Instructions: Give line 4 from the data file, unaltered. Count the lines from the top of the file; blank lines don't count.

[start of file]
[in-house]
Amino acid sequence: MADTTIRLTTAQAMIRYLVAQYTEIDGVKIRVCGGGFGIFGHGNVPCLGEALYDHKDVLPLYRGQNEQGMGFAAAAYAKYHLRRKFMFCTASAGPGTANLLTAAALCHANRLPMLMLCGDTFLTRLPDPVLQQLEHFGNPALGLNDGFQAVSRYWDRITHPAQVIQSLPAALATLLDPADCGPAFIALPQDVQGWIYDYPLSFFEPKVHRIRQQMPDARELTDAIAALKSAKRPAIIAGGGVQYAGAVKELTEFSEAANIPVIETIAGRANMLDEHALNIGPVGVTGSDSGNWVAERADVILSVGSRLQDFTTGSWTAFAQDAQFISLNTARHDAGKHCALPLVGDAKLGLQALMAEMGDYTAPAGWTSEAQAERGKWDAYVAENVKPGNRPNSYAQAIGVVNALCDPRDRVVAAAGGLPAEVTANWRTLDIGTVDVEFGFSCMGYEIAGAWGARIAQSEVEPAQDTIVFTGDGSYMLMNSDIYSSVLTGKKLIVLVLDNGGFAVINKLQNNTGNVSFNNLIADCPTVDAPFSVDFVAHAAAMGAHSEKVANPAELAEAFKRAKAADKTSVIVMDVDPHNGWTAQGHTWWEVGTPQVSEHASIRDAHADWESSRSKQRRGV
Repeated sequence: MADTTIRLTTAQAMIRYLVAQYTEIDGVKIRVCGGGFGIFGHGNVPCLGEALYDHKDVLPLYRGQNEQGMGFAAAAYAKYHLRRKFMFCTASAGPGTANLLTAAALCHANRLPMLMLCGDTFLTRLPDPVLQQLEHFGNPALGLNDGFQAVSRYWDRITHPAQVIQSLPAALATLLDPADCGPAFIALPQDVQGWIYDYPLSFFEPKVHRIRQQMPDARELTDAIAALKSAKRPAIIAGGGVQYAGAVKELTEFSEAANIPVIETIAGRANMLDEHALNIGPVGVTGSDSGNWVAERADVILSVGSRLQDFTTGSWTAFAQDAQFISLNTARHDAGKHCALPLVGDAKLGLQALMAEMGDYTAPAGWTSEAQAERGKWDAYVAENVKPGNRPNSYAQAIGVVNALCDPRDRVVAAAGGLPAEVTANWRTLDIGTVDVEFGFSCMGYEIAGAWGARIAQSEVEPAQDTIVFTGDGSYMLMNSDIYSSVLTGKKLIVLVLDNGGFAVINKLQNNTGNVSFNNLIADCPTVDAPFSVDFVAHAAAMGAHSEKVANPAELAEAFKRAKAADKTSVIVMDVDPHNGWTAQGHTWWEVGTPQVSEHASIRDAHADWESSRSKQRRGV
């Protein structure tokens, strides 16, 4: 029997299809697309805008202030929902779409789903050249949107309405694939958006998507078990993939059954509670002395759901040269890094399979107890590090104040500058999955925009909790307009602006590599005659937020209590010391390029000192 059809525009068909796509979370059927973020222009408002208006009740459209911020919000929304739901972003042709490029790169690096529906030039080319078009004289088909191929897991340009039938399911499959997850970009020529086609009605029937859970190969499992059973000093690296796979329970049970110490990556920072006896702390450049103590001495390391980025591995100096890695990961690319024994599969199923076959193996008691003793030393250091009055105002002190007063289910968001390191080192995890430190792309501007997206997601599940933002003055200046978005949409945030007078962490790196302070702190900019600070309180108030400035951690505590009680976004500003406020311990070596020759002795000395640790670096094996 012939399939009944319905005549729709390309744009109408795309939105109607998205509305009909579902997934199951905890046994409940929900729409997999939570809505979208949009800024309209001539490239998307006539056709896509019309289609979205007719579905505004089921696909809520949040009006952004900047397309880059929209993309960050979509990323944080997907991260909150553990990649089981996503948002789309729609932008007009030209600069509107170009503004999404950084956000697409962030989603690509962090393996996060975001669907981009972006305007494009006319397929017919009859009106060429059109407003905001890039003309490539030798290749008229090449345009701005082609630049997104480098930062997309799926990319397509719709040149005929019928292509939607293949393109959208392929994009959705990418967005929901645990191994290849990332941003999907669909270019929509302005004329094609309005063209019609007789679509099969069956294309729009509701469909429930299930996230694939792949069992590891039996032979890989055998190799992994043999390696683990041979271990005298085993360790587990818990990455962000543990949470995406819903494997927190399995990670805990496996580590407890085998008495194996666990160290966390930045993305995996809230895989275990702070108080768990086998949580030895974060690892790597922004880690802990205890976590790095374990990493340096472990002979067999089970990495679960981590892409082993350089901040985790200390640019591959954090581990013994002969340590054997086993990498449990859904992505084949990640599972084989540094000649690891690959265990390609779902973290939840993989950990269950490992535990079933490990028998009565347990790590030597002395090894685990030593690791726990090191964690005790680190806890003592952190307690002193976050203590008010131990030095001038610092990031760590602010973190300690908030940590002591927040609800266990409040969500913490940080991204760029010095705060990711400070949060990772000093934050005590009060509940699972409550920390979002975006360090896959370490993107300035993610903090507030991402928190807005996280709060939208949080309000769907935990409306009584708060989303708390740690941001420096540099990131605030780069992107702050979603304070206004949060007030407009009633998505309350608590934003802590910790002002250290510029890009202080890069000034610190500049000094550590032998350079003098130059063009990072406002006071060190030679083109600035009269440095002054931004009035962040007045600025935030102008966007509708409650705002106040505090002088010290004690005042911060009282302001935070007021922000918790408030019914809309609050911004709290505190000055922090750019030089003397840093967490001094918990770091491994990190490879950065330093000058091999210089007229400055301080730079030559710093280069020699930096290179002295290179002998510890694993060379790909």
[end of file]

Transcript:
């Protein structure tokens, strides 16, 4: 029997299809697309805008202030929902779409789903050249949107309405694939958006998507078990993939059954509670002395759901040269890094399979107890590090104040500058999955925009909790307009602006590599005659937020209590010391390029000192 059809525009068909796509979370059927973020222009408002208006009740459209911020919000929304739901972003042709490029790169690096529906030039080319078009004289088909191929897991340009039938399911499959997850970009020529086609009605029937859970190969499992059973000093690296796979329970049970110490990556920072006896702390450049103590001495390391980025591995100096890695990961690319024994599969199923076959193996008691003793030393250091009055105002002190007063289910968001390191080192995890430190792309501007997206997601599940933002003055200046978005949409945030007078962490790196302070702190900019600070309180108030400035951690505590009680976004500003406020311990070596020759002795000395640790670096094996 012939399939009944319905005549729709390309744009109408795309939105109607998205509305009909579902997934199951905890046994409940929900729409997999939570809505979208949009800024309209001539490239998307006539056709896509019309289609979205007719579905505004089921696909809520949040009006952004900047397309880059929209993309960050979509990323944080997907991260909150553990990649089981996503948002789309729609932008007009030209600069509107170009503004999404950084956000697409962030989603690509962090393996996060975001669907981009972006305007494009006319397929017919009859009106060429059109407003905001890039003309490539030798290749008229090449345009701005082609630049997104480098930062997309799926990319397509719709040149005929019928292509939607293949393109959208392929994009959705990418967005929901645990191994290849990332941003999907669909270019929509302005004329094609309005063209019609007789679509099969069956294309729009509701469909429930299930996230694939792949069992590891039996032979890989055998190799992994043999390696683990041979271990005298085993360790587990818990990455962000543990949470995406819903494997927190399995990670805990496996580590407890085998008495194996666990160290966390930045993305995996809230895989275990702070108080768990086998949580030895974060690892790597922004880690802990205890976590790095374990990493340096472990002979067999089970990495679960981590892409082993350089901040985790200390640019591959954090581990013994002969340590054997086993990498449990859904992505084949990640599972084989540094000649690891690959265990390609779902973290939840993989950990269950490992535990079933490990028998009565347990790590030597002395090894685990030593690791726990090191964690005790680190806890003592952190307690002193976050203590008010131990030095001038610092990031760590602010973190300690908030940590002591927040609800266990409040969500913490940080991204760029010095705060990711400070949060990772000093934050005590009060509940699972409550920390979002975006360090896959370490993107300035993610903090507030991402928190807005996280709060939208949080309000769907935990409306009584708060989303708390740690941001420096540099990131605030780069992107702050979603304070206004949060007030407009009633998505309350608590934003802590910790002002250290510029890009202080890069000034610190500049000094550590032998350079003098130059063009990072406002006071060190030679083109600035009269440095002054931004009035962040007045600025935030102008966007509708409650705002106040505090002088010290004690005042911060009282302001935070007021922000918790408030019914809309609050911004709290505190000055922090750019030089003397840093967490001094918990770091491994990190490879950065330093000058091999210089007229400055301080730079030559710093280069020699930096290179002295290179002998510890694993060379790909």